It is widely known that most criminals are opportunistic; they look for easy targets and they do not want to work any harder than absolutely necessary. Knowing the color codes of awareness can help you mitigate the risk of having an encounter with one of these criminals. Before covering the color codes in detail, let’s look at two different scenarios.
Color Codes of Awareness
You are downtown having dinner and drinks with your friends and it is getting dark out. Outside the restaurant, you and your friends go your separate ways. You can feel your phone vibrating in your pocket with notifications. Without giving it a second thought, you check your phone and respond back to text messages as you walk to your car. There aren’t many people around, but since you are distracted by your phone, you don’t notice two suspicious guys across the street. They noticed your attention is occupied by your phone and they pay special attention to you. As you walk with your head down looking at your phone, you don’t notice them following you. As you reach your car, you still have not looked up and are now fiddling with your keys to unlock your car. While messing with the keys, the criminals see their opportunity and rapidly cross the street to approach you. You are not aware of them until they reach you, and now, they have aggressively intruded into your personal space. You are completely caught off guard. Panic immediately sets in as you realize that you are not in control of the situation.
You are downtown having dinner and drinks with your friends and it is getting dark out. Outside the restaurant, you and your friends go your separate ways. You can feel your phone vibrating in your pocket with notifications, but you avoid checking it. There aren’t many people around, but you notice two guys across the street who look like they are up to no good. It’s obvious they are paying attention to you. You grab your pepper spray key chain so it is in hand and walk confidently to your car. The two guys start heading in the same direction as you, but every time you look in their direction, they either look away from you or slow their movements. As you reach your car and unlock it, you keep looking in their direction. They stay on the opposite side of the street while you quickly get into your car and lock the doors. You still avoid getting on your phone, deciding to first drive to a safer location.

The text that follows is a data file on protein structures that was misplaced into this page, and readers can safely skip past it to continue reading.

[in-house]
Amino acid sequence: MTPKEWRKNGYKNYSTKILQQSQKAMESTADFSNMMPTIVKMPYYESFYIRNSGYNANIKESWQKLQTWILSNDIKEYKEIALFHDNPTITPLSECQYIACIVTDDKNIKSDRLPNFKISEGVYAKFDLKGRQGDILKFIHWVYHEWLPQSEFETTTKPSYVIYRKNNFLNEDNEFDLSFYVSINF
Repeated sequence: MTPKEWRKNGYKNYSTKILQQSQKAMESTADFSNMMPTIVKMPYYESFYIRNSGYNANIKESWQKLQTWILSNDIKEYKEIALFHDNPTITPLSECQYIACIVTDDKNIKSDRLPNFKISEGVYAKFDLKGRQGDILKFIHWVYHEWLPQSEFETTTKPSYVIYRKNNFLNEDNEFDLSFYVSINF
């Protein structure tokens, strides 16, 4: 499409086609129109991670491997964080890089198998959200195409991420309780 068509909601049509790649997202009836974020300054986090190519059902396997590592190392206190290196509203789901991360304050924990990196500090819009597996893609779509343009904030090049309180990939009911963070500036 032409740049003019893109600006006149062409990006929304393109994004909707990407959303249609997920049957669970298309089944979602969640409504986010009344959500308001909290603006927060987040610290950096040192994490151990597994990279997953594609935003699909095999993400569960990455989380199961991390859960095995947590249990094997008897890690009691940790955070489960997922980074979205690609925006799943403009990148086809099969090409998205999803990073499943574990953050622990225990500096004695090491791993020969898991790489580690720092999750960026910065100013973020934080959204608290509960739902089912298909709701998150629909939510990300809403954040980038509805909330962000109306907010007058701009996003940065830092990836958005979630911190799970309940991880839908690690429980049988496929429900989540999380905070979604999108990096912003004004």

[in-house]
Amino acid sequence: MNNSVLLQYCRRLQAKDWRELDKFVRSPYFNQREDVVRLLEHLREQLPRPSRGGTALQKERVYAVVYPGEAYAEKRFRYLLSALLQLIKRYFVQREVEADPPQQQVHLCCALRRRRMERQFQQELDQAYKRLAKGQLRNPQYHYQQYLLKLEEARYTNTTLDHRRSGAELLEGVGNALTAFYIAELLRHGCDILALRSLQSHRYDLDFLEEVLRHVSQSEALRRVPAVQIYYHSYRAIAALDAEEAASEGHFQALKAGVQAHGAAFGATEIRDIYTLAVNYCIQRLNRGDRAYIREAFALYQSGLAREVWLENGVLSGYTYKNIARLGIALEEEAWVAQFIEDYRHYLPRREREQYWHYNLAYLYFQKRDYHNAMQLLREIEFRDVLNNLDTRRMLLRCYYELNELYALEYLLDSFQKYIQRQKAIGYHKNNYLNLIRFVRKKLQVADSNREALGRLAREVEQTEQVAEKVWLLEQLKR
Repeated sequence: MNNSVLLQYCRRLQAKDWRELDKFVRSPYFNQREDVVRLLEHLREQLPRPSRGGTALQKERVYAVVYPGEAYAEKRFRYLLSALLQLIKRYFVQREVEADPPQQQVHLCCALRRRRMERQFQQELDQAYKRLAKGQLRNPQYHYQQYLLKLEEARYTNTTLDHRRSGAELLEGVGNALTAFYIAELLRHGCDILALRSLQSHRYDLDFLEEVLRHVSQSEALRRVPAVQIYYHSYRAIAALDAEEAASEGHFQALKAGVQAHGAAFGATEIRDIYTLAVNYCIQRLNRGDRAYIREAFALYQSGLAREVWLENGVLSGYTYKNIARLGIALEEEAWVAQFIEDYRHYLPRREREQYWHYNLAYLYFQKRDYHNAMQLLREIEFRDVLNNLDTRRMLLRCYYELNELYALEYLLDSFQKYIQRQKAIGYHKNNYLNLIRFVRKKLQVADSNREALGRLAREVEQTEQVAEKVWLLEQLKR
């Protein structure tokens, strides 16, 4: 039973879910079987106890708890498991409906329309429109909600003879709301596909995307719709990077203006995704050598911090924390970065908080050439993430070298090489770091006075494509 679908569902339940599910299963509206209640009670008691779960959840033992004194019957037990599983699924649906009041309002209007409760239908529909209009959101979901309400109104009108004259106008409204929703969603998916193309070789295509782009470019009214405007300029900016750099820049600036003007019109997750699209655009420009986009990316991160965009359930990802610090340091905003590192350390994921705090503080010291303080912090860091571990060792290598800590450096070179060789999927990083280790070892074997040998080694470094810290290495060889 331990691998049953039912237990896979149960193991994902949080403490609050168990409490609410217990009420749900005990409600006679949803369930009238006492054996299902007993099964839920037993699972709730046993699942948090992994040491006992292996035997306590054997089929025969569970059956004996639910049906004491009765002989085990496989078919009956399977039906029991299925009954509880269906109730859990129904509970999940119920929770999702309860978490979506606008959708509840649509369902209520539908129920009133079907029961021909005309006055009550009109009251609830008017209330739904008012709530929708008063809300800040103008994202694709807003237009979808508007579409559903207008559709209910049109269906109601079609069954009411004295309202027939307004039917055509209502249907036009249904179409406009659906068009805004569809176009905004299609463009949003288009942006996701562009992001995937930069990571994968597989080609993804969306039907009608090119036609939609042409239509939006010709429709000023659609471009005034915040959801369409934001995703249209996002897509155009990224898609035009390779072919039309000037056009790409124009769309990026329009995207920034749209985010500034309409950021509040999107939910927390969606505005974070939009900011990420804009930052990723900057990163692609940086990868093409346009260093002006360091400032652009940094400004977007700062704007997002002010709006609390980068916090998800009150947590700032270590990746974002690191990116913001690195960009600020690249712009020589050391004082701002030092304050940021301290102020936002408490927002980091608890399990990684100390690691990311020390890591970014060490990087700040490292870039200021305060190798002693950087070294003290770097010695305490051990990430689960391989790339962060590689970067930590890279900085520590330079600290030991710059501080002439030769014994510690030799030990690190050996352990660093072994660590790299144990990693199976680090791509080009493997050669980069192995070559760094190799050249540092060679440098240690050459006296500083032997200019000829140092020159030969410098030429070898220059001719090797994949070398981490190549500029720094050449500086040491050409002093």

The two scenarios started identically but had very different outcomes. These scenarios played out so differently due to one component: a heightened sense of awareness.
What is awareness?
Awareness is not only seeing something occur, it is seeing and then understanding how something can potentially affect you and giving yourself enough time to predict outcomes and react to the situation. It’s important to understand when to escalate and deescalate your level of awareness.
The first color code is condition white. When you’re in condition white, you are unaware, narrowly focused, distracted, or completely oblivious. In condition white, you are making yourself an easy victim. The primary cause of condition white is a cellphone. Have you ever tried to walk through the aisle of a store only to have someone almost run into you because their head is down staring at their phone? That person is in condition white and criminals are more likely to take advantage of that person over the person who is paying attention to their surroundings. The next time you leave your house, try to consciously observe as many people as you can who are in condition white.